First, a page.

15 October 2006

No a las papeleras

The residents of Gualeguaychú have resumed their blockade of International Road 136, which joins Argentina with Uruguay across the Uruguay River, in protest for the construction of two woodpulp and cellulose processing plants on the other side of the river.

You might remember this from one of my first posts, when I told you about the decission of the International Court of Justice. For a long time Argentina and Uruguay have had a good relationship, but this issue has been eroding it since it started, a year and a half ago.
Uruguay has always been, to Argentinians, like another province of Argentina. We both like eating lots of beef and drinking mate. Uruguayans have come to Argentina and become part of our national culture, without any sort of conflict over nationality. Many middle-class porteños have spent countless summers in Punta del Este or visiting Colonia, and of course people from Entre Ríos have always crossed the river easily into Uruguay to visit Paysandú, Salto, or Fray Bentos. If it weren't for the porteño self-chosen aristocratic government of 19th century Argentina, who didn't like the federal and progressive ideas of Artigas and delivered the Eastern Bank into the hands of the Brazilian/Portuguese Empire, Uruguay would indeed be part of Argentina today, and I'm sure we'd be getting along fine. That may be a thing of the past.

Nobody wants a smelly paper mill to be near one's own town, least of all dumping its waste into one's own river. That's even if the waste is harmless and the smell is barely noticeable (which I doubt). The road blocks in Gualeguaychú and Colón were desperate measures. They worked to tell the national government that there was a problem. Now the solution should be legal and diplomatic, but the people over here are resorting to blocks again because they fear that the whole thing might end in inaction again. The Argentine government has reacted by washing its own hands clean of any blame, essentially telling the Environmental Assembly of Gualeguaychú that the harm done is their problem.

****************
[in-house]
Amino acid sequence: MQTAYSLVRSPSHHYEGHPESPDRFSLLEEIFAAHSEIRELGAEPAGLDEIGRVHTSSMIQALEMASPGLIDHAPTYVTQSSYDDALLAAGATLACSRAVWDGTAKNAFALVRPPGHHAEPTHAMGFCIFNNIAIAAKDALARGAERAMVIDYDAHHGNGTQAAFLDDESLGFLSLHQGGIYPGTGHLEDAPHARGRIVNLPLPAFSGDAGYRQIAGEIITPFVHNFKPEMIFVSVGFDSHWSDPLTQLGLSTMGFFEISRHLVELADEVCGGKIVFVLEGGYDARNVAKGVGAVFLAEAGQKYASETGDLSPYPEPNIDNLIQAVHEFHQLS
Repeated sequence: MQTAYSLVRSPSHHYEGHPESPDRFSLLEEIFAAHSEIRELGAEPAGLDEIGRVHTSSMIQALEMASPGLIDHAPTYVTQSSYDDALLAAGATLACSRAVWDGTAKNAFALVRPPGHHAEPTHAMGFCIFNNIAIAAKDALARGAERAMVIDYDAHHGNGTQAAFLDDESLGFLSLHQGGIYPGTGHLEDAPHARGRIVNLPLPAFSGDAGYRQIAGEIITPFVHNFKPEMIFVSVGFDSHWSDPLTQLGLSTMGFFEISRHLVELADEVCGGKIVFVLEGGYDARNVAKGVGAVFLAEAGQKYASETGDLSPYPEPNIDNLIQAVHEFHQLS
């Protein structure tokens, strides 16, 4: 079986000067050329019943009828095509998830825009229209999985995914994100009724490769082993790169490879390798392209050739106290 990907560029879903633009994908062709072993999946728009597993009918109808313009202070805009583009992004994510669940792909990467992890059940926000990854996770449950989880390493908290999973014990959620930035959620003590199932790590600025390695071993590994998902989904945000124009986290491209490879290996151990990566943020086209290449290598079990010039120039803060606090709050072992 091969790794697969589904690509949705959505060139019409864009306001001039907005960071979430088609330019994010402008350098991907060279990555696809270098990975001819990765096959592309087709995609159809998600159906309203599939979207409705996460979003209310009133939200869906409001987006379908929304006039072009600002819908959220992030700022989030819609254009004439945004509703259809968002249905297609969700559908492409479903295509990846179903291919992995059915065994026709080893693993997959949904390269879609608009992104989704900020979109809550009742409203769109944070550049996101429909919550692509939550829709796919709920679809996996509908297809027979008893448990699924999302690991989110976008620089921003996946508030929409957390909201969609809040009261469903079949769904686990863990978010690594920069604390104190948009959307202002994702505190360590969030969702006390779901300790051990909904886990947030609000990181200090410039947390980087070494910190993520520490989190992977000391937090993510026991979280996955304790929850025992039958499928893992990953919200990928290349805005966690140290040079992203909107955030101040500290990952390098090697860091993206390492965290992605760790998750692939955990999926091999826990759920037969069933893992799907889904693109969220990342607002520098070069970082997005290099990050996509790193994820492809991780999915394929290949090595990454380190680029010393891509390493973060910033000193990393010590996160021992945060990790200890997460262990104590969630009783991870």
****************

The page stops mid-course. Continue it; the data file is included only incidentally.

Summer's coming fast, and many Argentinians will want to vacation in Uruguay. There are only so many ways to go there: by boat from Buenos Aires (too expensive), or over one of three bridges, of which two are blocked, and the other is too far north for most tourists who won't bother going along a 300 km back-and-forth detour. If this goes on, it will hurt Uruguay, and our relationship to Uruguay. In the meantime, the cellulose plants managed by foreign companies (one Finnish, one Spanish, none allowed by law to install such plants in their own countries) will continue being built.

I went to Gualeguaychú in April. The city (it's not a small town as Buenos Aires media have called it, but a city of 70,000, and a beatiful city at that) was calm, waiting for things to develop, but always alert. The slogan No a las papeleras was everywhere, even in a huge sign that you find immediately as you step out of the bus terminal station. The people are organized and don't want to stop the fight. I was hoping to visit Gualeguaychú and to cross over to Fray Bentos, which I haven't been to, one of these days; I fear I won't be able to. I fear that if I go to Fray Bentos and spend my money on souvenirs there, where the huge chimney of Metsä-Botnia's cellulose plant can be already up in the distance, I'll be betraying those who campaign for ecology, for the right to clean air and clean waters. Or worse, that I'll get hostile looks from people when I tell them I'm an Argentinian. Funny, because we look all quite alike; only my accent might tell them I come from "the other side". I hope we don't come to that, ever.

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